Artifact Details

Title

Metcalfe, Bob (Robert M.) oral history

Catalog Number

102657995

Type

Text

Date

2006-11-29; 2007-01-31

Contributor

Hendrie, Gardner, Cameraperson
Metcalfe, Robert M., Interviewee
Shustek, Len, Interviewer

Publisher

Computer History Museum

Place of Publication

Boston, Massachusetts

Extent

93 p.

Description

Robert (Bob) Metcalfe led invention, standardization, and commercialization of the Ethernet local-area networking system for personal computers (PCs).

Metcalfe was born on April 7, 1946 in Brooklyn, New York. He graduated from Massachusetts Institute of Technology (MIT) in 1969 with bachelor's degrees in electrical engineering and industrial management. At Harvard University in 1970, he earned his master's degree in applied mathematics. His 1973 Harvard Ph.D. dissertation, Packet Communication, came out of research on Arpanet at MIT Project MAC and on Alohanet at the University of Hawaii.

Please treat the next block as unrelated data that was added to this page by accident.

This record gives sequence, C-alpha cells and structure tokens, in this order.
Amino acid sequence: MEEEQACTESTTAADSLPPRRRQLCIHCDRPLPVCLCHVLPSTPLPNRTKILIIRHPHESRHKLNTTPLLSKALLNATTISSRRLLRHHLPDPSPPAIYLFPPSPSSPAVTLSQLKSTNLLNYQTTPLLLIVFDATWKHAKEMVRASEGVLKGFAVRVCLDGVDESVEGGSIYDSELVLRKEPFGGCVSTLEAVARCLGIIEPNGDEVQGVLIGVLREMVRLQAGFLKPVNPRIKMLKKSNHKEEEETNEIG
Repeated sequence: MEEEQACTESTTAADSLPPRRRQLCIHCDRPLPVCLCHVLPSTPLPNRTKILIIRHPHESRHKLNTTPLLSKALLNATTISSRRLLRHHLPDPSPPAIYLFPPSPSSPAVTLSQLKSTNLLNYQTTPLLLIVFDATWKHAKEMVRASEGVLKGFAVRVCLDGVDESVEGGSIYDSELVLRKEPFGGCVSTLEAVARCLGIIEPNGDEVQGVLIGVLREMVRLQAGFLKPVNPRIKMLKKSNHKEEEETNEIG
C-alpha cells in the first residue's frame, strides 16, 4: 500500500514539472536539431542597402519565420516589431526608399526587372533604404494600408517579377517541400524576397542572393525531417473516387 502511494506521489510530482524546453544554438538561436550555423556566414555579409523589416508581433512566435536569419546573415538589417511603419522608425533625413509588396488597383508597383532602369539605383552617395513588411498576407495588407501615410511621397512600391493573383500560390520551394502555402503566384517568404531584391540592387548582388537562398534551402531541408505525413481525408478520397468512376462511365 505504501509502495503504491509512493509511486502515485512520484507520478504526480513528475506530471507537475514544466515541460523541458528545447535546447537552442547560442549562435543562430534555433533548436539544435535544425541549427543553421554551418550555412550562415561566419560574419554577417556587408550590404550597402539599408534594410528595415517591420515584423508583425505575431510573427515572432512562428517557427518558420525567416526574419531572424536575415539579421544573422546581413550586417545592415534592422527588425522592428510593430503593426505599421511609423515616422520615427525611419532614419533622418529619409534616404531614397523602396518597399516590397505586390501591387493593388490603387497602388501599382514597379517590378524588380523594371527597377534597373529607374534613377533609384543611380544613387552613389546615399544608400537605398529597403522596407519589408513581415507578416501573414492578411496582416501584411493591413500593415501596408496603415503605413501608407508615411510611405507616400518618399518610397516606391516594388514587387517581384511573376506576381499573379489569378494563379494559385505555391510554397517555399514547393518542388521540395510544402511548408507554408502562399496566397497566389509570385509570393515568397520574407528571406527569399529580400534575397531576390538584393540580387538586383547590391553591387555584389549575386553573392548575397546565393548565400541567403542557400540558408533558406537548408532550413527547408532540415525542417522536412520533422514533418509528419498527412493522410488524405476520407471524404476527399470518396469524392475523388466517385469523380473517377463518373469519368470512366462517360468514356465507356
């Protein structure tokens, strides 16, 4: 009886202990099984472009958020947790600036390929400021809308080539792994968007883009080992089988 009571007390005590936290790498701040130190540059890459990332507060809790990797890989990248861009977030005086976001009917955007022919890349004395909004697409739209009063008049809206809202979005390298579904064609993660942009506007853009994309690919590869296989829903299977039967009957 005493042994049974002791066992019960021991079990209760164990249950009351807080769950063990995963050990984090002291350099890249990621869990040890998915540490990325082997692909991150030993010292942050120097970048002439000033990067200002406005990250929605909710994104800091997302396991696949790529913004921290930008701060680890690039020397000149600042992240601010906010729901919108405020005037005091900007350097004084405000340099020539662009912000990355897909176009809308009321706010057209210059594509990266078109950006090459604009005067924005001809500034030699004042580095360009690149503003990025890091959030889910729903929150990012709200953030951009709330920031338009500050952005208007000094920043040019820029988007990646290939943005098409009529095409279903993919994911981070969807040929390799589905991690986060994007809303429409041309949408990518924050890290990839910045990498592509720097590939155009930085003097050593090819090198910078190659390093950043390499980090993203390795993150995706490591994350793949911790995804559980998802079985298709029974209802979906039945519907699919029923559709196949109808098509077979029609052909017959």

In 1972, Metcalfe joined the Xerox Palo Alto Research Center (PARC). He worked in the Computer Science Laboratory led by Jerry Elkind, Bob Taylor, Butler Lampson, and Chuck Thacker, who were developing early PCs. Metcalfe, in collaboration with David Boggs, invented and developed the Ethernet local-area network (LAN) and its system of packet protocols, which have proliferated and evolved to become today's Internet plumbing.

In 1979, Metcalfe founded 3Com Corporation to promote "computer communication compatibility." 3Com initially developed PC LAN products based on emerging UNIX, TCP/IP, and Ethernet standards, went public in 1984, and grew into a billion-dollar networking company.

Metcalfe served as the "marriage broker" who convinced DEC, Intel, and Xerox (DIX) to work together to promote Ethernet as an open standard.

Category

Transcription

Subject

Fellow Award Honoree; Metcalfe, Robert; Project MAC (Massachusetts Institute of Technology).; Xerox PARC; Ethernet (Local area network system); 3Com; Networking

Collection Title

Oral history collection

Lot Number

X3819.2007